People's Democracy(Weekly Organ of the Communist Party of India (Marxist)
April 30, 2006
Commemorating The Historic Struggle Of Working People
MAY 1st – International Workers' Day – commemorates the historic struggle of working people throughout the world, and is recognised in most countries. The United States of America and Canada are among the exceptions. This despite the fact that the holiday began in the 1880s in the USA, linked to the battle for the eight-hour day, and the Chicago anarchists. The struggle for the eight-hour day began in the 1860s. In 1884, the Federation of Organized Trades and Labor Unions of the United States and Canada, (organised in 1881 and changing its name in 1886 to American Federation of Labor) passed a resolution which asserted that "eight hours shall constitute a legal day's work from and after May 1, 1886, and that we recommend to labour organisations throughout this district that they so direct their laws as to conform to this resolution".
following year the Federation repeated the declaration that an eight-hour system
was to go into effect on May 1, 1886. With workers being forced to work ten,
twelve, and fourteen hours a day, support for the eight-hour movement grew
rapidly. In the months prior to May 1, 1886, thousands of workers – organised
and unorganised members of the organisation Knights of Labor and of the
federation – were drawn into the struggle. Chicago was the main centre of the
agitation for a shorter day.
the Railroad strikes of 1877, the workers had been violently attacked by the
police and the United States Army. A similar tactic of state terrorism was
prepared by the bureaucracy to fight the eight-hour movement. The police and
National Guard were increased in size and received new and powerful weapons
financed by local business leaders. Chicago's Commercial Club purchased a $2000
machine gun for the Illinois National Guard to be used against strikers.
Nevertheless, by May 1st, the movement had already won gains for many Chicago
workers. But on May 3, 1886, police fired into a crowd of strikers at the
McCormick Harvester Machine Company, killing at least one striker, seriously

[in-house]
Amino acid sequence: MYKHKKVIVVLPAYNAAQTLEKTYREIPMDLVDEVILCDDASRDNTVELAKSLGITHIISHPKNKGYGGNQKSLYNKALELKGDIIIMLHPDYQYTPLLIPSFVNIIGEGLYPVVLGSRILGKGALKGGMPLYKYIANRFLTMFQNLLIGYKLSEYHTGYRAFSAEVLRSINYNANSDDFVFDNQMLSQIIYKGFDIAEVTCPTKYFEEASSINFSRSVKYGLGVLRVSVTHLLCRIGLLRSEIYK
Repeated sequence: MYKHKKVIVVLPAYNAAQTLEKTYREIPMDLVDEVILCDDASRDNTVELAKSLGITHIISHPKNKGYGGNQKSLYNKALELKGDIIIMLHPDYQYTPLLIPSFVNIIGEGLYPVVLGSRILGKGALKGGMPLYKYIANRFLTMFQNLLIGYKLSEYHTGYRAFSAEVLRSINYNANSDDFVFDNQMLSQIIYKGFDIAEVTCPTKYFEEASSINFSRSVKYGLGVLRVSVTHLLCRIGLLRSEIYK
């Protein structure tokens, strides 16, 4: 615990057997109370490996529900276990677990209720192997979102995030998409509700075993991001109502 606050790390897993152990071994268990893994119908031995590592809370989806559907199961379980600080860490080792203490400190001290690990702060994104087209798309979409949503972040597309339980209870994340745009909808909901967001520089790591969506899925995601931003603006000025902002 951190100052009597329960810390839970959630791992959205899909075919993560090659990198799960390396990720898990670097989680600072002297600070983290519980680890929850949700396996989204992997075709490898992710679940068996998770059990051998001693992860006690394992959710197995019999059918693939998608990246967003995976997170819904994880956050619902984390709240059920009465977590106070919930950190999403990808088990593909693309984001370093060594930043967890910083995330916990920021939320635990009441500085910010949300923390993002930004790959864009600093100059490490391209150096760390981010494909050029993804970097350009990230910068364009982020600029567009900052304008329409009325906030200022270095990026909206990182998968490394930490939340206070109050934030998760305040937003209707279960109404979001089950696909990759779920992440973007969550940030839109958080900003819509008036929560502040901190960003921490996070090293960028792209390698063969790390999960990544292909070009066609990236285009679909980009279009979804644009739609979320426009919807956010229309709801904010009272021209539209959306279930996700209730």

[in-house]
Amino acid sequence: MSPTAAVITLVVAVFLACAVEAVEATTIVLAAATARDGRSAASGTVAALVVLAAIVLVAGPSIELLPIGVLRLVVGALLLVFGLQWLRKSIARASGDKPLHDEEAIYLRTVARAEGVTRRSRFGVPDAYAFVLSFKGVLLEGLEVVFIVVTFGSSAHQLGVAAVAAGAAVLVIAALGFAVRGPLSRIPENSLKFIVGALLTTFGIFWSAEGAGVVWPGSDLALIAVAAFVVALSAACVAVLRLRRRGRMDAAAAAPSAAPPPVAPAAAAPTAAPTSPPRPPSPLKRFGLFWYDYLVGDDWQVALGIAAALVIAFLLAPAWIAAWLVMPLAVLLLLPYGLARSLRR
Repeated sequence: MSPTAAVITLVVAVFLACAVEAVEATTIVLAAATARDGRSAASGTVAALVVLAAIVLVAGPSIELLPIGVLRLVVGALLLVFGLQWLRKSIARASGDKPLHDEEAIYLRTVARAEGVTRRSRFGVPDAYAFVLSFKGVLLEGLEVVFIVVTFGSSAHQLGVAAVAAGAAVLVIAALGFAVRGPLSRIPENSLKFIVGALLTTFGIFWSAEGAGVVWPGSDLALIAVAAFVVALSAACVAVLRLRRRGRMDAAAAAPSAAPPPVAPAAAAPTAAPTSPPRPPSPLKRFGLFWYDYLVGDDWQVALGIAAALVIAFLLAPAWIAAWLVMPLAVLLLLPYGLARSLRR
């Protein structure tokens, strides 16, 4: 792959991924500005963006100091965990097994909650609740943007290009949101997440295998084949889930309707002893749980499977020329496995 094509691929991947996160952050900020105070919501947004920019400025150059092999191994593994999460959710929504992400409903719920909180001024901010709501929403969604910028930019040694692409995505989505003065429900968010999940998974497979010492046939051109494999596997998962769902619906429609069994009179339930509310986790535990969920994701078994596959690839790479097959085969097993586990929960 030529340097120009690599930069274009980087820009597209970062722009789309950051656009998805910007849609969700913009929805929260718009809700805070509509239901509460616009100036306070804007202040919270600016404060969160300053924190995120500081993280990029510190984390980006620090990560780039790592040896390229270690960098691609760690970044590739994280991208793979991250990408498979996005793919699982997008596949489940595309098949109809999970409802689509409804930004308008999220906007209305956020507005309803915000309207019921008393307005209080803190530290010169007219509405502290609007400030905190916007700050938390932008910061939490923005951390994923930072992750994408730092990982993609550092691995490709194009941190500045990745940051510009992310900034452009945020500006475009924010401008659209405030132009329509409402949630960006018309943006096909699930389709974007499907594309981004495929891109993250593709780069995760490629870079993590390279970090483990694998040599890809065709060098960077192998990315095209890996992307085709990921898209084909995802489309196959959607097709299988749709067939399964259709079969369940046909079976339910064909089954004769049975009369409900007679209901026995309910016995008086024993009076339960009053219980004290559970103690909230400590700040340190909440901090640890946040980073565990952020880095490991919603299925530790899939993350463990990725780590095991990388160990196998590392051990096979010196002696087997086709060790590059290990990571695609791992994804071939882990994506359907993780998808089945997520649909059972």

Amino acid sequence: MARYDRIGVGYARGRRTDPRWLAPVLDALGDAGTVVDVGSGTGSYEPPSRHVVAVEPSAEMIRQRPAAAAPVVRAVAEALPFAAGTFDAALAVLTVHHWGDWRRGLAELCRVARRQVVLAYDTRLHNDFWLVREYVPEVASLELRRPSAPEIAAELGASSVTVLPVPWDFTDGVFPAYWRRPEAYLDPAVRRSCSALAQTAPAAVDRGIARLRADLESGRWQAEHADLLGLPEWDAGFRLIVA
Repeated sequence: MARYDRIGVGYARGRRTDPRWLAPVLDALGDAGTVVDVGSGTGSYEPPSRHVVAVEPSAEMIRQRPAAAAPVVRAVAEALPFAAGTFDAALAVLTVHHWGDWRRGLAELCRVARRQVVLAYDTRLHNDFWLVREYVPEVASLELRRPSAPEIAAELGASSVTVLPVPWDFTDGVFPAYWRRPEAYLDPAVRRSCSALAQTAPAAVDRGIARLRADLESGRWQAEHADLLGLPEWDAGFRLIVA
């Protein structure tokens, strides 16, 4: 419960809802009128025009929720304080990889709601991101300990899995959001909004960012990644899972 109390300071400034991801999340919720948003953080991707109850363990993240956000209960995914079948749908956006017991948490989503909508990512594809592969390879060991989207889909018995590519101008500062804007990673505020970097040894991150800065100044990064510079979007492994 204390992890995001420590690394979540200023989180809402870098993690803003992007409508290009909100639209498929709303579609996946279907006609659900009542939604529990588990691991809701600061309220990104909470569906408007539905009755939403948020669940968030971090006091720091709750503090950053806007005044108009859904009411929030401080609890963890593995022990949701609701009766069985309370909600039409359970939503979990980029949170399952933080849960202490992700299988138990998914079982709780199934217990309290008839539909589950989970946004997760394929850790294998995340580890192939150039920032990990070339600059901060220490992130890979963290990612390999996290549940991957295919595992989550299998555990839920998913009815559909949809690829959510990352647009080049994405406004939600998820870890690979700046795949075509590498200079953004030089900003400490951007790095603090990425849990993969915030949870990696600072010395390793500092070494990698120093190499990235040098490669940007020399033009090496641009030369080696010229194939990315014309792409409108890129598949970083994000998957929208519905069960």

wounding five or six others, and injuring an undetermined number. Anarchists
called for a mass meeting the next day in Haymarket Square to protest the
brutality. The meeting proceeded without incident, and by the time the last
speaker was on the platform, the rainy gathering was already breaking up, with
only about two hundred people remaining. It was then a police column of 180 men
marched into the square and ordered the meeting to disperse. At the end of the
meeting a bomb was thrown at the police, killing one instantly, six others died
later. About seventy police officers were wounded. Police responded by firing
into the crowd. How many civilians were wounded or killed from police bullets
never was ascertained exactly.
it was never determined who threw the bomb, the incident was used as an excuse
to attack anarchists and the labor movement in general. Police ransacked the
homes and offices of suspected radicals, and hundreds were arrested without
charge. A reign of police terror swept over Chicago. Staging "raids"
in the working-class districts, the police rounded up all known anarchists and
other socialists. "Make the raids first and look up the law
afterward!" publicly counselled the state's attorney. Anarchists in
particular were harassed, and eight of Chicago's most active were charged with
conspiracy to murder in connection with the Haymarket bombing. A kangaroo court
found all eight guilty, despite a lack of evidence connecting any of them to the
bomb-thrower, and they were sentenced to die.
October, 1886, the weekly journal Knights of Labor published in Chicago, began
the publication of the lives of the Haymarket men. Albert Parsons, August Spies,
Adolf Fischer and George Engel were hanged on November 11, 1887. Louis Lingg
committed suicide in prison. The authorities turned over the bodies to friends
for burial, and one of the largest funeral processions in Chicago history was
held. It was estimated that between 150,000 to 500,000 persons lined the route
taken by the funeral cortege of the Haymarket martyrs. A monument to the
executed men was unveiled June 25, 1893 at Waldheim Cemetery in Chicago.
remaining three, Samuel Fielden, Oscar Neebe and Michael Schwab, were finally
pardoned in 1893. On June 26, 1893, the governor of Illinois, John Peter Altgeld,
issued the pardon message in which he made it clear that he was not granting the
pardon because he believed that the men had suffered enough, but because they
were innocent of the crime for which they had been tried, and that they and the
hanged men had been the victims of hysteria, packed juries and a biased judge.
He noted that the defendants were not proven guilty because the state "has
never discovered who it was that threw the bomb which killed the policeman, and
the evidence does not show any connection whatsoever between the defendants and
the man who threw it. "It is not surprising that the state, business
leaders, mainstream union officials, and the media would want to hide the true
history of May Day. In its attempt to erase the history and significance of May
Day, the United States government declared May 1st to be "Law Day",
and gave the workers instead Labor Day, the first Monday of September - a
holiday devoid of any historical significance. Nevertheless, rather than
suppressing the labour and anarchist movements, the events of 1886 and the
execution of the Chicago anarchists – spokesmen of the movement for the
eight-hour day – mobilised many generations of radicals. Emma Goldman, a young
immigrant at the time, later pointed to the Haymarket affair as her political
birth. As workers, we must recognize and commemorate May Day not only for it's
historical significance, but also as a time to organise around issues of vital
importance to the working-class, i.e. the people, of today.